Synopsis: Raw recruits, including a budding writer, encounter a mean and sadistic drill sergeant during basic training….oh wait, that’s the Synopsis for Full Metal Jacket and Tigerland! Um… Grizzled combat veteran wins the grudging respect of the young men he’s required to train. No, that’s the Synopsis for Heartbreak Ridge. Um…Christopher Walken readies surly young punks for military activities…no, that’s the Synopsis for The Dogs of War. Um… Walken plays a menacing authority figure who isn’t afraid to wave a gun around. No, that’s King of New York. Ok, I give up….
Blurb From the VHS Jacket: “The Army made Eugene a man. But Daisy gave him basic training!” 
What Did I Learn?: 1) There are no “bathrooms” in the Army. 2) There are 17, no… 52 acceptable sexual positions. 3) Once you start compromising your thoughts, you’re a candidate for mediocrity. 
Really?: Hmm… the VHS jacket says Biloxi Blues takes place in 1943, yet the film itself opens with on-screen text which tells us the year is 1945. So, it’s the summer of ’45, and everybody keeps talking about being sent to fight the Germans, yet the war in Europe actually ended in May of that year. Amazingly, the boys even discuss the US invasion of the European continent as a “what if” scenario, even though D-Day took place in June, 1944. Did Neil Simon make this fairly obvious goof, or did Mike Nichols make a hash out of the original source material?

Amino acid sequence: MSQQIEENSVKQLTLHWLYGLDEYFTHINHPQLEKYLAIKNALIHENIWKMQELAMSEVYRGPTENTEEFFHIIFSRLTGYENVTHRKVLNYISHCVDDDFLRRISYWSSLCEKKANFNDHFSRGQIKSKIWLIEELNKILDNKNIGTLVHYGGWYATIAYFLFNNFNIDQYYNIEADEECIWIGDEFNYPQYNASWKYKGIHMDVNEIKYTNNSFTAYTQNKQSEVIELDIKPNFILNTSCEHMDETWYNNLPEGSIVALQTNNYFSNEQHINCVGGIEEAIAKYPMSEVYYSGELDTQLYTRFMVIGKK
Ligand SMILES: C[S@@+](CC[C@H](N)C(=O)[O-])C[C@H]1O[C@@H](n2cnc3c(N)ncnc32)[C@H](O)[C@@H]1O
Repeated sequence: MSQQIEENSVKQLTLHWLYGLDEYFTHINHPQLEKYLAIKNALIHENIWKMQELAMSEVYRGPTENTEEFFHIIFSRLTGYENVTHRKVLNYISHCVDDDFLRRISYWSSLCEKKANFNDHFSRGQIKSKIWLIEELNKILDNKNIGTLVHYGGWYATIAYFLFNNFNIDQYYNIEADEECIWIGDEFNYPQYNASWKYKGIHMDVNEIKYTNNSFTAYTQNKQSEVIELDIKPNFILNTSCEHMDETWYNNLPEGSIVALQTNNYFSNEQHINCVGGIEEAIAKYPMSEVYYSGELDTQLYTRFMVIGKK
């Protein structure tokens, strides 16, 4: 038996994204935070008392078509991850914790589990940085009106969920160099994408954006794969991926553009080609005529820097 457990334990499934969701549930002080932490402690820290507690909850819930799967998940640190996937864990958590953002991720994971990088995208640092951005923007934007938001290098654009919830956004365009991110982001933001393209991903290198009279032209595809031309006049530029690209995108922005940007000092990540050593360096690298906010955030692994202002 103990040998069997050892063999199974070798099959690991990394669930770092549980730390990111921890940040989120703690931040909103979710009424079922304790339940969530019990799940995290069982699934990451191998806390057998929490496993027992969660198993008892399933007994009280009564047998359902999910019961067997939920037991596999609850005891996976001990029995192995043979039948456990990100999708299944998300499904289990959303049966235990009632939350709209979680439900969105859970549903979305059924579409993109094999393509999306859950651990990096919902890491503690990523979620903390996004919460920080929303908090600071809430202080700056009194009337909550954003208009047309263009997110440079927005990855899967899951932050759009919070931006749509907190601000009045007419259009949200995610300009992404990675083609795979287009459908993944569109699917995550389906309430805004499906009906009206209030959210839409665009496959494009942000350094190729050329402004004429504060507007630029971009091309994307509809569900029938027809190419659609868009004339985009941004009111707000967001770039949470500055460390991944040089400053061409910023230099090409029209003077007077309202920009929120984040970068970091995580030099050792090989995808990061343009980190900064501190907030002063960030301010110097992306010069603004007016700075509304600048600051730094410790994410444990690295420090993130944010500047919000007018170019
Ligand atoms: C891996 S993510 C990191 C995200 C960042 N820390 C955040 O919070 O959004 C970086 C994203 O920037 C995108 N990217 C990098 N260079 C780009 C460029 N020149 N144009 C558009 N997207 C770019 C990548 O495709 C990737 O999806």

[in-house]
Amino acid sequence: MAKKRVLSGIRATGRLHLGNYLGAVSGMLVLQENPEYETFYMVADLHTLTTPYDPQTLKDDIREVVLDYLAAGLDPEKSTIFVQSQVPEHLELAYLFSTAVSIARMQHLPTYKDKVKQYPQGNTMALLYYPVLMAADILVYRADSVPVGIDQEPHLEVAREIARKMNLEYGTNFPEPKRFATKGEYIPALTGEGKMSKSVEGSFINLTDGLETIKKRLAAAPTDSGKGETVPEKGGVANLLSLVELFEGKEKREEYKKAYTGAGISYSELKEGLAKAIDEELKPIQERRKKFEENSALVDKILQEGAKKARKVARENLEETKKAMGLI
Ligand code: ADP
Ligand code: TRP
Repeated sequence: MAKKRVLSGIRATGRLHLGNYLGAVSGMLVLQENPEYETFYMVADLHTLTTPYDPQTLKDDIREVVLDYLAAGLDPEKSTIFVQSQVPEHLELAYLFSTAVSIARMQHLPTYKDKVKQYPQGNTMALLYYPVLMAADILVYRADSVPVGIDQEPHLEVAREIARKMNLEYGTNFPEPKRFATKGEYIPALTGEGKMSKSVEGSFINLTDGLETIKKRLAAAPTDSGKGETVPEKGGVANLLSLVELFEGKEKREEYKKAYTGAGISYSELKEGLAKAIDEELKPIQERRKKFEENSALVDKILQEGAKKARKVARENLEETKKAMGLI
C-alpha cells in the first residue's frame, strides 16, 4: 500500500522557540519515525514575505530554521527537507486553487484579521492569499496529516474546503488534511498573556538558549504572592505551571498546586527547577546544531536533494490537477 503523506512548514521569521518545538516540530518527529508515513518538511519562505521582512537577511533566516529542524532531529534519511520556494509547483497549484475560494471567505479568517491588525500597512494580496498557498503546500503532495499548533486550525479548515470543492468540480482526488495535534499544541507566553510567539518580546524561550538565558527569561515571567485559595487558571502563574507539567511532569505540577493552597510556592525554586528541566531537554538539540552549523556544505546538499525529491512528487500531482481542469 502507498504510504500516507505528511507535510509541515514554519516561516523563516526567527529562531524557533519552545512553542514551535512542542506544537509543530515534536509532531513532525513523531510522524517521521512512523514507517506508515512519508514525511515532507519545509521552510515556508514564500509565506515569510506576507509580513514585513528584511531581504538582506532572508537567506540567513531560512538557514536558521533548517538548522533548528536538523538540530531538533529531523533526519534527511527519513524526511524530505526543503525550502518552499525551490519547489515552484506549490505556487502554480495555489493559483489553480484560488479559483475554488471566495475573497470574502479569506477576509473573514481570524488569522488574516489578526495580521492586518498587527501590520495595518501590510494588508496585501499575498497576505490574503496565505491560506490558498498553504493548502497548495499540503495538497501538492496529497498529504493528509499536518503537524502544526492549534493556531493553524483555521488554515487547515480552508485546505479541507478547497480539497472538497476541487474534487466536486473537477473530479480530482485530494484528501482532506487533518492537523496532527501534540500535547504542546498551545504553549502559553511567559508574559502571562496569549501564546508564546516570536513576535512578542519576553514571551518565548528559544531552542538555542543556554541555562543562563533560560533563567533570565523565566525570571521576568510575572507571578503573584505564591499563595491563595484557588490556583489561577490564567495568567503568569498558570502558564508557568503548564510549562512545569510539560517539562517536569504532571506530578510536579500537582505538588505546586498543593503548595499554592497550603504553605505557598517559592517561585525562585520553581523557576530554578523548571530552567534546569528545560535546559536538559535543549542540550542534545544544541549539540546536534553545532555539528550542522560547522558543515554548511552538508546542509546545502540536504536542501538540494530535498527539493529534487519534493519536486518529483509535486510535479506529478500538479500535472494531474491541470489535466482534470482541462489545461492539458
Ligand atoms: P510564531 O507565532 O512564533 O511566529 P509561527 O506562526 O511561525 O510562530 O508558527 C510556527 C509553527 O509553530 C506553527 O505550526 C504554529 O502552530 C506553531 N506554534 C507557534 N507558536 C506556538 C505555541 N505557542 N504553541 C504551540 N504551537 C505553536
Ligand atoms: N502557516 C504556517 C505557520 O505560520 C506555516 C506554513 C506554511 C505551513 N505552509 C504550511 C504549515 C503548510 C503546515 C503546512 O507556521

Rating: I’m not a big fan of Neil Simon, largely because most of his humour seems dated, and it consists of too many one-liners that aren’t terribly funny; in fact, Simon’s penchant for wisecracking nearly ruins a pivotal scene near the end between Broderick and Walken. Biloxi Blues is a nice, and somewhat charming little movie that doesn’t really go anywhere. Strangely, we don’t even see that much of Eugene’s girlfriend Daisy (Penelope Ann Miller does a wonderful job as the shy Southern belle), even though his relationship with her is supposed to be an important part of the story. Broderick handles the role of Simon’s alter-ego quite well, but I was most impressed with Walken’s portrayal of Sgt. Toomey: a soft-spoken, and surprisingly friendly drill instructor who knows how to command the respect of his troops without screaming at the top of his lungs. 6.5/10 stars.